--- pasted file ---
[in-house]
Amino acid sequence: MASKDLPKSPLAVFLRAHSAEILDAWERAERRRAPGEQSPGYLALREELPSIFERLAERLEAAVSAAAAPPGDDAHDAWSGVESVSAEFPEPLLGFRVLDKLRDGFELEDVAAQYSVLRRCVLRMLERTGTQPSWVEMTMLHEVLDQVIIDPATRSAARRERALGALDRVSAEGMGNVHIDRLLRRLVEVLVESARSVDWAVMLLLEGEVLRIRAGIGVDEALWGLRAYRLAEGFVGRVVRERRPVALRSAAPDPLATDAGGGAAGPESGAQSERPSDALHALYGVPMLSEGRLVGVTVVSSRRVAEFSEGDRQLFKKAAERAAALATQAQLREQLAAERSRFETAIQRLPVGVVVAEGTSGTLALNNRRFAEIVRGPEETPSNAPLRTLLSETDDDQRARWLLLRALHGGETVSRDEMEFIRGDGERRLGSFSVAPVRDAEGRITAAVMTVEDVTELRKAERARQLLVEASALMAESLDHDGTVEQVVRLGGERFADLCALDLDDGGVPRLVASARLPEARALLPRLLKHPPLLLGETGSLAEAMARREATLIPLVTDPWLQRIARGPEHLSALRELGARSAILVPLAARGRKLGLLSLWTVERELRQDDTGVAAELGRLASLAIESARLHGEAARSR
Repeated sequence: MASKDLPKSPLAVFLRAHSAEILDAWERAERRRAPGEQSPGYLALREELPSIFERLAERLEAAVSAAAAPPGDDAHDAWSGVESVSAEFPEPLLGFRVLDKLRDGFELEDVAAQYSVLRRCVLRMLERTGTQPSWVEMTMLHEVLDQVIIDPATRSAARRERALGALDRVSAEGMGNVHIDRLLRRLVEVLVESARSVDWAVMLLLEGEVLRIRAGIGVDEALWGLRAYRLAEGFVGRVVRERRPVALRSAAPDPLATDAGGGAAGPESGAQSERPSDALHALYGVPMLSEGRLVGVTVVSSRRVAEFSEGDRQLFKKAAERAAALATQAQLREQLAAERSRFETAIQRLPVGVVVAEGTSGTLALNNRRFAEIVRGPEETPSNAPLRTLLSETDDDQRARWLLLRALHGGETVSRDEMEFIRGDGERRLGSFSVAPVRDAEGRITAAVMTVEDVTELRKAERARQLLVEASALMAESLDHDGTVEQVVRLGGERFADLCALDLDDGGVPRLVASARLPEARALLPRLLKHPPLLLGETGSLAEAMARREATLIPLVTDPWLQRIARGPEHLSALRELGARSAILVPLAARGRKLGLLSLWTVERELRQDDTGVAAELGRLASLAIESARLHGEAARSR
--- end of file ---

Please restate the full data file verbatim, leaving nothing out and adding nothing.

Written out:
[in-house]
Amino acid sequence: MASKDLPKSPLAVFLRAHSAEILDAWERAERRRAPGEQSPGYLALREELPSIFERLAERLEAAVSAAAAPPGDDAHDAWSGVESVSAEFPEPLLGFRVLDKLRDGFELEDVAAQYSVLRRCVLRMLERTGTQPSWVEMTMLHEVLDQVIIDPATRSAARRERALGALDRVSAEGMGNVHIDRLLRRLVEVLVESARSVDWAVMLLLEGEVLRIRAGIGVDEALWGLRAYRLAEGFVGRVVRERRPVALRSAAPDPLATDAGGGAAGPESGAQSERPSDALHALYGVPMLSEGRLVGVTVVSSRRVAEFSEGDRQLFKKAAERAAALATQAQLREQLAAERSRFETAIQRLPVGVVVAEGTSGTLALNNRRFAEIVRGPEETPSNAPLRTLLSETDDDQRARWLLLRALHGGETVSRDEMEFIRGDGERRLGSFSVAPVRDAEGRITAAVMTVEDVTELRKAERARQLLVEASALMAESLDHDGTVEQVVRLGGERFADLCALDLDDGGVPRLVASARLPEARALLPRLLKHPPLLLGETGSLAEAMARREATLIPLVTDPWLQRIARGPEHLSALRELGARSAILVPLAARGRKLGLLSLWTVERELRQDDTGVAAELGRLASLAIESARLHGEAARSR
Repeated sequence: MASKDLPKSPLAVFLRAHSAEILDAWERAERRRAPGEQSPGYLALREELPSIFERLAERLEAAVSAAAAPPGDDAHDAWSGVESVSAEFPEPLLGFRVLDKLRDGFELEDVAAQYSVLRRCVLRMLERTGTQPSWVEMTMLHEVLDQVIIDPATRSAARRERALGALDRVSAEGMGNVHIDRLLRRLVEVLVESARSVDWAVMLLLEGEVLRIRAGIGVDEALWGLRAYRLAEGFVGRVVRERRPVALRSAAPDPLATDAGGGAAGPESGAQSERPSDALHALYGVPMLSEGRLVGVTVVSSRRVAEFSEGDRQLFKKAAERAAALATQAQLREQLAAERSRFETAIQRLPVGVVVAEGTSGTLALNNRRFAEIVRGPEETPSNAPLRTLLSETDDDQRARWLLLRALHGGETVSRDEMEFIRGDGERRLGSFSVAPVRDAEGRITAAVMTVEDVTELRKAERARQLLVEASALMAESLDHDGTVEQVVRLGGERFADLCALDLDDGGVPRLVASARLPEARALLPRLLKHPPLLLGETGSLAEAMARREATLIPLVTDPWLQRIARGPEHLSALRELGARSAILVPLAARGRKLGLLSLWTVERELRQDDTGVAAELGRLASLAIESARLHGEAARSR